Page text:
The mere existence of the Ouachita Forest Plan does not produce an imminent injury in fact. A forest plan, such as the Ouachita Plan, is a general planning tool. It provides guidelines and approved methods by which forest management decisions are to be made for a period of ten to fifteen years. Adoption of the Plan does not effectuate any on-the-ground environmental changes. Nor does it dictate that any particular site-specific action causing environmental injury must occur. Indeed, before an environmental change can come about, several events must transpire. First, a site-specific action (e.g., a timber sale) must be proposed and found to be consistent with the Plan. Next, the action is subject to NEPA and NFMA analysis and public comment. Finally, the Forest Service must adopt the action. Finding an environmental injury based on the Plan alone, without reference to a particular site-specific action, would "take[ ] us into the area of speculation and conjecture." O'Shea v. Littleton, 414 U.S. 488, 497, 94 S.Ct. 669, 676, 38 L.Ed.2d 674 (1974).
The Supreme Court has not addressed the question of whether plaintiffs challenging a forest plan have standing. However, the Court invariably has "insisted that the injury proceed with a high degree of immediacy," Defenders, --- U.S. at ----, 112 S.Ct. at 2139 n. 2, in order to avoid deciding a case in which no injury will occur. The decision of the Court in Lujan v. National Wildlife Federation, 497 U.S. 871, 110 S.Ct. 3177, 111 L.Ed.2d 695 (1990) (NWF ), illustrates the point. In NWF, environmental groups sought judicial review of the "program" by which the Bureau of Land Management classifies and administers public lands. The Court held that the plaintiffs did not have standing to challenge the program wholesale. In addition, the Court advised that even the individual classifications of public land by the BLM might not be sufficiently developed for judicial review. The Court stated that
the individual [classifications] of the BLM ... can be regarded as rules of general applicability (a "rule" is defined in the APA as agency action of "general or particular applicability and future effect," 5 U.S.C. Sec . 551(4) (emphasis added)) announcing, with respect to vast expanses of territory that they cover, the agency's intent to grant requisite permission for certain activities, to decline to interfere with other activities, and to take other particular action if requested. It may well be, then, that even those individual actions will not be ripe for challenge until some further agency action or inaction more immediately harming the plaintiff occurs.
NWF, 497 U.S. at 892, 110 S.Ct. at 3190. The classifications discussed in NWF are analogous to the Ouachita Forest Plan, and the Court's language bolsters our conclusion that the appellants lack standing to challenge the Plan except in the context of a proposed site-specific action.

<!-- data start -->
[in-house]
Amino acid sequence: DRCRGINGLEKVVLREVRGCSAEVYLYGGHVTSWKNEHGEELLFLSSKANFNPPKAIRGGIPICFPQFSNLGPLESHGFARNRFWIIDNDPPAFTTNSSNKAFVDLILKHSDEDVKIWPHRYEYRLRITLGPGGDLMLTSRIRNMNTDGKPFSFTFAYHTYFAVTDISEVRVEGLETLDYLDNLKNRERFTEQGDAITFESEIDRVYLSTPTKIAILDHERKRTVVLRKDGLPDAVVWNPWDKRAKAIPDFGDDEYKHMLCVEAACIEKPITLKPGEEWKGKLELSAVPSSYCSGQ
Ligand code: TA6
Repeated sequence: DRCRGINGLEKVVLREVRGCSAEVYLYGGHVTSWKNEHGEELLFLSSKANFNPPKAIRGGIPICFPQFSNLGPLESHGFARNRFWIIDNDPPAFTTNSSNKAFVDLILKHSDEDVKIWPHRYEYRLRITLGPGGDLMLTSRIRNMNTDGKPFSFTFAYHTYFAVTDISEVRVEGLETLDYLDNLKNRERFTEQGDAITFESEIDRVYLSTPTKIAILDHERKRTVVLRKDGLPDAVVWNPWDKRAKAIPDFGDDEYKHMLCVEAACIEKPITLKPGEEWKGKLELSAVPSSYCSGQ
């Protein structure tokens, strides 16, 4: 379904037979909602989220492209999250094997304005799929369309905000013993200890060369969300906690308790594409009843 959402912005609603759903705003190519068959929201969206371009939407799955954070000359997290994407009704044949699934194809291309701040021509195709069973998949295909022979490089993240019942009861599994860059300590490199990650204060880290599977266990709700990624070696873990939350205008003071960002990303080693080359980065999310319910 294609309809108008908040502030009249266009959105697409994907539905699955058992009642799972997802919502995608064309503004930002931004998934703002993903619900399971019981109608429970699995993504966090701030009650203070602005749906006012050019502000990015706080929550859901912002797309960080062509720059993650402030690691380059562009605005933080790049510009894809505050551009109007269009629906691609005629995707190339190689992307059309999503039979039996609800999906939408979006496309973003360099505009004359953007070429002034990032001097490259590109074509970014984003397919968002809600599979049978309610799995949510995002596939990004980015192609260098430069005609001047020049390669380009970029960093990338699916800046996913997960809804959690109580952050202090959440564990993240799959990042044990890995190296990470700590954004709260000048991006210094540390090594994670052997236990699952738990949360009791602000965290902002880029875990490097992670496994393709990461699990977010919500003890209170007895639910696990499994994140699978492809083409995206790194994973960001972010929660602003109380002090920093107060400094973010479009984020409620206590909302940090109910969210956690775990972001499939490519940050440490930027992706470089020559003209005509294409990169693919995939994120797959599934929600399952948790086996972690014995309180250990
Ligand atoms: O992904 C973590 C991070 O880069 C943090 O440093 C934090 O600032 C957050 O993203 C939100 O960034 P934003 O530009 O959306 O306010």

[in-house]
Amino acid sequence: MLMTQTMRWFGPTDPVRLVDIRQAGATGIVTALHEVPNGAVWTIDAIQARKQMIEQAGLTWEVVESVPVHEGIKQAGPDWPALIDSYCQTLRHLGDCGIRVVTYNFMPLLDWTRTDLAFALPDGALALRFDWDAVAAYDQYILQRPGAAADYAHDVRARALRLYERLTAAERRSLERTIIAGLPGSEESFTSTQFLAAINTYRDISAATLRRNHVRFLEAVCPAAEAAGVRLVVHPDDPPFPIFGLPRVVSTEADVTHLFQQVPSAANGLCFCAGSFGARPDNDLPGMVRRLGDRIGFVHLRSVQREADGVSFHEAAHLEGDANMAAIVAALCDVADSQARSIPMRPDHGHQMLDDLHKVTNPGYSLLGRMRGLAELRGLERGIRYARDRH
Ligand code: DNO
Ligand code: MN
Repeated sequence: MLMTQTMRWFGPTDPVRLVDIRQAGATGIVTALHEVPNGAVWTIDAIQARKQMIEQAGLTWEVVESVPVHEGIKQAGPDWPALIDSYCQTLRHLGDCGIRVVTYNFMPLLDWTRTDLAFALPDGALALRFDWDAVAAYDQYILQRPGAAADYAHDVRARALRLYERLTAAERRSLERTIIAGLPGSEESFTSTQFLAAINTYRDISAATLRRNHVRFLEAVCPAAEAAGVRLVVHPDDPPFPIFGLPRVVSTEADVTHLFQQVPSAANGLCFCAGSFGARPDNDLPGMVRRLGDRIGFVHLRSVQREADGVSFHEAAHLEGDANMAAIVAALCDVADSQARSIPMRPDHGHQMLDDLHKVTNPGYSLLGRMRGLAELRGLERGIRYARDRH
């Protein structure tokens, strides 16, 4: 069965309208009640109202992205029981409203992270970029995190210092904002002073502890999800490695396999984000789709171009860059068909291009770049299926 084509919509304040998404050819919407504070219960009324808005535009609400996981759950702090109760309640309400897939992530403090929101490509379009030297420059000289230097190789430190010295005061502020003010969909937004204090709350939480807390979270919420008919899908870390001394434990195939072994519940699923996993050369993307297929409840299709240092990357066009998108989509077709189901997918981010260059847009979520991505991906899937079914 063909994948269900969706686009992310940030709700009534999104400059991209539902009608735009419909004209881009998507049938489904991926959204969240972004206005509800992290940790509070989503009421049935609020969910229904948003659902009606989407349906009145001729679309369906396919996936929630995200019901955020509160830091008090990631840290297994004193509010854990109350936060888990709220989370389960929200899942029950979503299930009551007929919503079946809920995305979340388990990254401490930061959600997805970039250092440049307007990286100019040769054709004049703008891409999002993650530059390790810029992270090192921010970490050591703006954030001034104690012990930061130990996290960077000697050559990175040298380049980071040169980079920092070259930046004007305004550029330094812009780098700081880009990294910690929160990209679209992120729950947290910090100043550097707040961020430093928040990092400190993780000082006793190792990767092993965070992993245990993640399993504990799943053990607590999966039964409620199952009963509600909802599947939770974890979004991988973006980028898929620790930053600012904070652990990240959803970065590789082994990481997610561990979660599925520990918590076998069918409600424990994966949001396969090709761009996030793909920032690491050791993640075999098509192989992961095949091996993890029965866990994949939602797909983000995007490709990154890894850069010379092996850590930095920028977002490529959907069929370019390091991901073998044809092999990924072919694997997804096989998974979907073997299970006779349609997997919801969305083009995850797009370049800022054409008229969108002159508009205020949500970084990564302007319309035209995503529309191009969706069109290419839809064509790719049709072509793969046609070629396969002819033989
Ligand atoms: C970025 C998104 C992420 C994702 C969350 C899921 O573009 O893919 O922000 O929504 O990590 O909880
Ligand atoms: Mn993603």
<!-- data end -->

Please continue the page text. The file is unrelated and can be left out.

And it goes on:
Indeed, the appellants' situation is very similar to that of the plaintiffs in NWF. The Court noted that, under the challenged land classifications, before any mining activity could disturb the land the BLM had to act to approve a submitted mining plan. "If that permit is granted, there is no doubt ... that, in the course of an otherwise proper court challenge, [plaintiffs] would be able to call into question the validity of the classification order authorizing the permit." Id. at 892 n. 3, 110 S.Ct. at 3191 n. 3. Thus, when a site-specific action in the Ouachita Forest, such as a timber sale, is proposed, and all administrative appeals are exhausted, persons threatened by an imminent injury in fact may seek judicial review of the proposed action. At that time, such persons may assert that the proposed site-specific action is not consistent with the Plan, or that the Plan as it relates to the proposed site-specific action is inconsistent with the governing statutes, or both. Here, however, as we already have emphasized, appellants mount their attack on the Plan per se, their arguments devoid of reference to the particularities of any proposed site-specific action that might give rise to an injury in fact.
Similarly instructive is the decision of the Court in Defenders, in which the plaintiffs challenged the agency's interpretation of the Endangered Species Act, 16 U.S.C. Secs . 1531-1544 (1988 & Supp. IV 1992), limiting the Act to projects in the United States and not extending it to projects in foreign countries. The plaintiffs averred that they previously had travelled to foreign countries where they had observed exotic species. They further alleged that projects funded by the United States now were threatening those species and that they harbored intentions of making future trips to those countries to observe those same species again. The Court held that "such 'some day' intentions" did not support a finding of an actual or imminent injury. Defenders, --- U.S. at ----, 112 S.Ct. at 2138.